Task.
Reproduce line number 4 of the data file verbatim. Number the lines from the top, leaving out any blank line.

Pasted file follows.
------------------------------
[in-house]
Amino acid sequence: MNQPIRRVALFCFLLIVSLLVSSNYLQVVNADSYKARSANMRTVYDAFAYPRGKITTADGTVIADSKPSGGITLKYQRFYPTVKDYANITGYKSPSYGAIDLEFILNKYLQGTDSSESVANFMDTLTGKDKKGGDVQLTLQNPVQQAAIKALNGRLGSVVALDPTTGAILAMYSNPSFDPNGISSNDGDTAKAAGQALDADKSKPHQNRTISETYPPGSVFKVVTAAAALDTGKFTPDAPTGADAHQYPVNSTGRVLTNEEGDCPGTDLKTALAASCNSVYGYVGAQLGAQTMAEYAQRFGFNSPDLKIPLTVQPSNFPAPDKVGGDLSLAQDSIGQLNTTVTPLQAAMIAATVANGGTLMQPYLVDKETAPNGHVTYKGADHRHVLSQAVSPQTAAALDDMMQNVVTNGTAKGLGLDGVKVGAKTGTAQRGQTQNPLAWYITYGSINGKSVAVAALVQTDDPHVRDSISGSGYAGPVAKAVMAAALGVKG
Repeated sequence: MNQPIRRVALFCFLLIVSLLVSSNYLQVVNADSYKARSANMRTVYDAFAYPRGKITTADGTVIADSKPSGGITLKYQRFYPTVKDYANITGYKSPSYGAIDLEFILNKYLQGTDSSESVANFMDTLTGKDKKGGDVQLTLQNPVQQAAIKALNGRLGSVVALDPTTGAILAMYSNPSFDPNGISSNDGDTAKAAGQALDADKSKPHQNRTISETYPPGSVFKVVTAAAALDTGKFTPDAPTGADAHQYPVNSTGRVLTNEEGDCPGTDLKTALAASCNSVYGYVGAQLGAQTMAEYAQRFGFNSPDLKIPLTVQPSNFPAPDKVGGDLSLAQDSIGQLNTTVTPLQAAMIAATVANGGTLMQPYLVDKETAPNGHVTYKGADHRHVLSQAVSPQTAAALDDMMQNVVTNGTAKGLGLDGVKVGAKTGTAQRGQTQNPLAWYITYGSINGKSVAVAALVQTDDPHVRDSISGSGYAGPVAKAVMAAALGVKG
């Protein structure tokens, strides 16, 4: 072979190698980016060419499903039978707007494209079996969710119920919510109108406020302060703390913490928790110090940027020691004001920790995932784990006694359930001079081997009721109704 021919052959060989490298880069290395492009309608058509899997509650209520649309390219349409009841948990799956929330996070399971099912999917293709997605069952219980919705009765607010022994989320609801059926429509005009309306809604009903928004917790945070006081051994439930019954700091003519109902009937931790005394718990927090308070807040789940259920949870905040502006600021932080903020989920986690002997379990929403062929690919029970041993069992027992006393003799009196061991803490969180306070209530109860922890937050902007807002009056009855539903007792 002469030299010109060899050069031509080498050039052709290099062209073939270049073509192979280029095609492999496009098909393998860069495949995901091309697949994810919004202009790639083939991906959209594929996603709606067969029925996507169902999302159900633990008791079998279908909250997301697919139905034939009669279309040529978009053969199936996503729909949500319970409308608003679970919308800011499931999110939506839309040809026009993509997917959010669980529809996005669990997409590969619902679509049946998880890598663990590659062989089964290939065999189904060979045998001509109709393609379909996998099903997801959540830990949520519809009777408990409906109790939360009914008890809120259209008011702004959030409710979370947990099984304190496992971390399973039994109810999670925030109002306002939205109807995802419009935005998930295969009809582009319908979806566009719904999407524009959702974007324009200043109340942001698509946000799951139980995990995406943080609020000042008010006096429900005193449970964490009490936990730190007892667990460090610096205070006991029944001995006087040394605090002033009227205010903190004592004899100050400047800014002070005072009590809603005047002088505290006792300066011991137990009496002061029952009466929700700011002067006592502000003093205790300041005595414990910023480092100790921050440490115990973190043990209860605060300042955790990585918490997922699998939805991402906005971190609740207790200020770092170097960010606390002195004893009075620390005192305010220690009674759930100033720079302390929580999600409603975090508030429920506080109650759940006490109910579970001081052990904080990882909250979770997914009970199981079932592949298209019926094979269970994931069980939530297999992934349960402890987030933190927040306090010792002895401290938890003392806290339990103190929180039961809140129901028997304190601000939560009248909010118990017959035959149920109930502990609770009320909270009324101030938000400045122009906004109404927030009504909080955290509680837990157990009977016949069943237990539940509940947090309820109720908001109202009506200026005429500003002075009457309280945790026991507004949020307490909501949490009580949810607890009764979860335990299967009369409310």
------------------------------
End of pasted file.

């Protein structure tokens, strides 16, 4: 072979190698980016060419499903039978707007494209079996969710119920919510109108406020302060703390913490928790110090940027020691004001920790995932784990006694359930001079081997009721109704 021919052959060989490298880069290395492009309608058509899997509650209520649309390219349409009841948990799956929330996070399971099912999917293709997605069952219980919705009765607010022994989320609801059926429509005009309306809604009903928004917790945070006081051994439930019954700091003519109902009937931790005394718990927090308070807040789940259920949870905040502006600021932080903020989920986690002997379990929403062929690919029970041993069992027992006393003799009196061991803490969180306070209530109860922890937050902007807002009056009855539903007792 002469030299010109060899050069031509080498050039052709290099062209073939270049073509192979280029095609492999496009098909393998860069495949995901091309697949994810919004202009790639083939991906959209594929996603709606067969029925996507169902999302159900633990008791079998279908909250997301697919139905034939009669279309040529978009053969199936996503729909949500319970409308608003679970919308800011499931999110939506839309040809026009993509997917959010669980529809996005669990997409590969619902679509049946998880890598663990590659062989089964290939065999189904060979045998001509109709393609379909996998099903997801959540830990949520519809009777408990409906109790939360009914008890809120259209008011702004959030409710979370947990099984304190496992971390399973039994109810999670925030109002306002939205109807995802419009935005998930295969009809582009319908979806566009719904999407524009959702974007324009200043109340942001698509946000799951139980995990995406943080609020000042008010006096429900005193449970964490009490936990730190007892667990460090610096205070006991029944001995006087040394605090002033009227205010903190004592004899100050400047800014002070005072009590809603005047002088505290006792300066011991137990009496002061029952009466929700700011002067006592502000003093205790300041005595414990910023480092100790921050440490115990973190043990209860605060300042955790990585918490997922699998939805991402906005971190609740207790200020770092170097960010606390002195004893009075620390005192305010220690009674759930100033720079302390929580999600409603975090508030429920506080109650759940006490109910579970001081052990904080990882909250979770997914009970199981079932592949298209019926094979269970994931069980939530297999992934349960402890987030933190927040306090010792002895401290938890003392806290339990103190929180039961809140129901028997304190601000939560009248909010118990017959035959149920109930502990609770009320909270009324101030938000400045122009906004109404927030009504909080955290509680837990157990009977016949069943237990539940509940947090309820109720908001109202009506200026005429500003002075009457309280945790026991507004949020307490909501949490009580949810607890009764979860335990299967009369409310």